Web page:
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. . . . . . A place to contribute, exchange tips and ideas and find further info on the LDC group on Meetup.

Saturday, 3 March 2018

Please contribute: tips for sewing a simple skirt

Shall we do a collaborative blog post?  All about tips for sewing beginners about sewing a skirt.

At our monthly meetings we often get the question from sewing beginners: "I would like to sew but I never have before and I don't know where to start".  We have lots of advice and tips so how about collecting it all in one place?  Like right here!

We often recommend that a beginner sew a simple skirt first. There isn't quite as much going in terms of different elements that a dress or trousers would demand (getting sleeves to fit into the armhole, or doing a front zip on trousers).

First tip: when you want to use a stretch fabric and you have never sewn before then pick a firm jersey fabric that is a bit thicker than the cheaper jerseys that are very saggy and extremely difficult to sew with. Sewing with thin jersey fabric is something that I still can't do. Avoid it if you want to retain your sanity. Honestly.

Woven fabrics are much easier to sew with (as far as I'm concerned), but because they don't stretch they need to be fitted to your shape to look good.

There are different skirt styles with different degrees of difficulty. A gathered skirt made from two rectangular pieces is the easiest, - circular skirts and skirts made from flared panels are also relatively simple.

The more pieces your pattern has the more sewing you'll do, but you also get more opportunity to fit the garment to your shape because you have more seamlines you can adjust.

Sewing in a zip isn't as difficult as I feared when I was a beginner but you may want to go with a button closure on a first project. See how you feel.

A commercial pattern is useful because it has instructions: not just how to sew but there is also the layout of the pieces for cutting out, and it tells you which piece to interline. There is also really useful guidance on seam allowances and how to do the different ways of stitching (like top or edge stitching, under stitching, stay stitching, or how to stitch for gathering - all kinds of information).

The sewing pattern size is not the same as your dress size in shops. Measure your waist and hips and compare to the measurement table on your pattern. Most pattern envelopes have multiple sizes in them, often split by the smaller and the bigger sizes.

Above all pick a skirt shape that you are excited about! I often make the mistake of falling in love with the pretty fabric they used and forget to check the line drawing to see if I actually like the style. Which is kind of important.

Now I've gone on much longer than I meant to. I haven't even said much about sewing itself (the things we discover as we go along) - I hope that other Dressmakers Club members want to give tips and advice in the comments!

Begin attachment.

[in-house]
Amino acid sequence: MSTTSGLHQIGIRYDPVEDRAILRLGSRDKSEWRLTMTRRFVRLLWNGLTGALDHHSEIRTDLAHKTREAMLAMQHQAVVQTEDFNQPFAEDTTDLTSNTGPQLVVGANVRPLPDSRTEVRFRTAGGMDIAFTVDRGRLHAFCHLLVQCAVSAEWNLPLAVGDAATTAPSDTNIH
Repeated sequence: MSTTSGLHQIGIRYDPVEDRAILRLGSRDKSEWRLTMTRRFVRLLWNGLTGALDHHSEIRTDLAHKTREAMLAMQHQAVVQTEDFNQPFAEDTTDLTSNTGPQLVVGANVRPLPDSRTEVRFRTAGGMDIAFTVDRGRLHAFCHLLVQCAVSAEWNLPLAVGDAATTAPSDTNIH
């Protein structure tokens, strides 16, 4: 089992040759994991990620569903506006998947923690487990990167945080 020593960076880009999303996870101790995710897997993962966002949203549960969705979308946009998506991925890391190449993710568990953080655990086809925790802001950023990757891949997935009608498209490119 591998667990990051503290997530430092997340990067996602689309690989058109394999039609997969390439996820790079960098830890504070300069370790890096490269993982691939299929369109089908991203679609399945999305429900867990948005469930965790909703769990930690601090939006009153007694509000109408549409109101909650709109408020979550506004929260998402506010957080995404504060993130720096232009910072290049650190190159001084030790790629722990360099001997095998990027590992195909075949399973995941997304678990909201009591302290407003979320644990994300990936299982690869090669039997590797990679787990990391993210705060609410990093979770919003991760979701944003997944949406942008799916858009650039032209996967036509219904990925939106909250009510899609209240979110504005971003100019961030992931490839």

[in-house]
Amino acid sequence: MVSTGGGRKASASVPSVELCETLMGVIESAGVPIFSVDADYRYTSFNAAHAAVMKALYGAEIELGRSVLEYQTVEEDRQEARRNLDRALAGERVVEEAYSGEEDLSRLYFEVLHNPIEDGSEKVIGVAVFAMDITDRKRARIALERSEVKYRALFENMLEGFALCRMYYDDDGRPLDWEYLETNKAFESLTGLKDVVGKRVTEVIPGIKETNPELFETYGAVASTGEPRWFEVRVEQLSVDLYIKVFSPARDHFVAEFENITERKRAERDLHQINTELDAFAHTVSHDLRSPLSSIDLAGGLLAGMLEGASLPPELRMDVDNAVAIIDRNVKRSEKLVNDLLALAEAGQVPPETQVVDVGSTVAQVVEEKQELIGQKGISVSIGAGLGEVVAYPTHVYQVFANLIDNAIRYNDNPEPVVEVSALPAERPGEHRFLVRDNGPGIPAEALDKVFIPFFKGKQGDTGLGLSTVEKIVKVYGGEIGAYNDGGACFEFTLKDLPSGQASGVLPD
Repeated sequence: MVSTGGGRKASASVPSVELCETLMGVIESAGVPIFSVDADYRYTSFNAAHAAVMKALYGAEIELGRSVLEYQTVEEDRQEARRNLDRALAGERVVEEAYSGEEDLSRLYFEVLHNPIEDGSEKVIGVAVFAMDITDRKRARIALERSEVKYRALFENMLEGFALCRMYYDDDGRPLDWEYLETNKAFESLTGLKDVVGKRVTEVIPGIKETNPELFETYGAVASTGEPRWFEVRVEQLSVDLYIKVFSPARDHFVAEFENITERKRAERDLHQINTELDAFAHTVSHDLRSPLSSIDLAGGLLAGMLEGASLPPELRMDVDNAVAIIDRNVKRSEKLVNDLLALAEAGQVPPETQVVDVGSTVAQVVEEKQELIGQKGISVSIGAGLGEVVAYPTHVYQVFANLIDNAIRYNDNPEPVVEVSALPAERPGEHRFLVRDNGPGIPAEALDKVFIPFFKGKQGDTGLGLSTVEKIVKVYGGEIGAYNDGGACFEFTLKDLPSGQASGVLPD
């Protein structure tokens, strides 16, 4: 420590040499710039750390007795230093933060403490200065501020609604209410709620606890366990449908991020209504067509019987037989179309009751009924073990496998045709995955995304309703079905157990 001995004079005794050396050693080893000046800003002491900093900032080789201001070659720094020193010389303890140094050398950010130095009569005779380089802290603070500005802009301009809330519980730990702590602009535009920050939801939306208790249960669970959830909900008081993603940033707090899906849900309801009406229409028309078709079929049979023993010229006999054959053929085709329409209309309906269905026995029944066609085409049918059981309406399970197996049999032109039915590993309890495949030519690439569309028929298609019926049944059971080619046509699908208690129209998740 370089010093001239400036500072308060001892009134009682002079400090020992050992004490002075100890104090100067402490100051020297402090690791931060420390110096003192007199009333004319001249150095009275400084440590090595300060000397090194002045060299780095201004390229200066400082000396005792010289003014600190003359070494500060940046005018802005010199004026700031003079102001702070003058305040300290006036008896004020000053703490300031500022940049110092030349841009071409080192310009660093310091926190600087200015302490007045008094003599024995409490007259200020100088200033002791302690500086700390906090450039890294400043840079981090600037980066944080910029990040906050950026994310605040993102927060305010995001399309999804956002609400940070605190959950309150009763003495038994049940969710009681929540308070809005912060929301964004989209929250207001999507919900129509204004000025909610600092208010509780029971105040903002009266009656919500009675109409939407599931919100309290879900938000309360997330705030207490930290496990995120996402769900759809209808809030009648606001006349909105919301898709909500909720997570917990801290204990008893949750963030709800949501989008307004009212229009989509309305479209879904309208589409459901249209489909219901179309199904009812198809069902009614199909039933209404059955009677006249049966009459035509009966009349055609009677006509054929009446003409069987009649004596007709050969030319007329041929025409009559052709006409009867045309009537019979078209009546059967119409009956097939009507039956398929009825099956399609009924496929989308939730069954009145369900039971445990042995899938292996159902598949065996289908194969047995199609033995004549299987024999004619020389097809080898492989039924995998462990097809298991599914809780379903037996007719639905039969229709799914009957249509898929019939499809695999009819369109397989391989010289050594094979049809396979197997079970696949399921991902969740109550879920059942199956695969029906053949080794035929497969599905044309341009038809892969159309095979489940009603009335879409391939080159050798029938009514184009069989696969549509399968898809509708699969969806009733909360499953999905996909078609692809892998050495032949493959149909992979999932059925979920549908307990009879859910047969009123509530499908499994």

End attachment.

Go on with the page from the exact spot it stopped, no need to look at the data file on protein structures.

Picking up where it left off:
5 comments:

  1. I would say keep in mind your own shape when choosing patterns - if you're not the shape of the model the proportions won't look the same - I always like a straight skirt but a straight skirt pattern looks more like a pencil skirt whereas I find an "A Line" balances my broad hips and falls straight looking like the straight skirt I was after in the fist place! To look like an A Line, it needs a REALLY exaggerated increase at the bottom on me.

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  2. Going for an A-line skirt, as Samantha suggests, is a good option. I like the one included in New Look pattern 6035. This is a bargain pattern as it also includes a simple to sew top, and, for when you are more confident,trousers and a jacket. What I like about the skirt is that it hangs from a yoke, instead of having a fitted waist band, so, for most figure shapes except extreme pear shapes, you only need to make a toile of this yoke to find the right fit. You do have to insert a zip but there are no darts to contend with. I would also recommend for those who want a straight skirt, but not skin tight fitting, New Look 6164, again a pattern with several items- a top, a dress and a simple drapey jacket- to make in jersey. The skirt is pull on with an elasticated waist and requires only the sewing of straight seams. If you use medium weight ponte roma it is a doodle to sew.

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  3. My tip would be not to underestimate the fitting and pressing process. It makes a really big difference to the finish of your garment. there are lots of great online tutorials and videos on the best way to press darts and seams.

    If possible (it depends on the pattern) I always tissues fit AND baste and fit the fabric to myself to check the fit. There is nothing worse than finishing a garment to find that it doesn't fit!!

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  4. Spray starch helps a lot with sewing wiggly knit. Just make sure it's washable. I use 3 tablespoon corn starch to 1 cup water.

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  5. The best tip I ever got was to go with the finished garment measurements, not the body measurements which are always printed on the back of the envelope. Sometimes, you would see the finished garment measurements on the envelope, but mostly you only find them on the pattern itself. The measurements to take into account, I think, are always the bust, the waistline and the hips.
    Also, when you buy ready made clothes, the area which never fits on those is very likely to need amendments on your pattern. Google how to adjust a pattern to your individual body shape.
    And I can't stress enough good feet (and the right foot!) for your sewing machine. There are loads, and I would recommend a free class on craftsy: sewing machine feet from A to Z by Stephanie Lyncecum.

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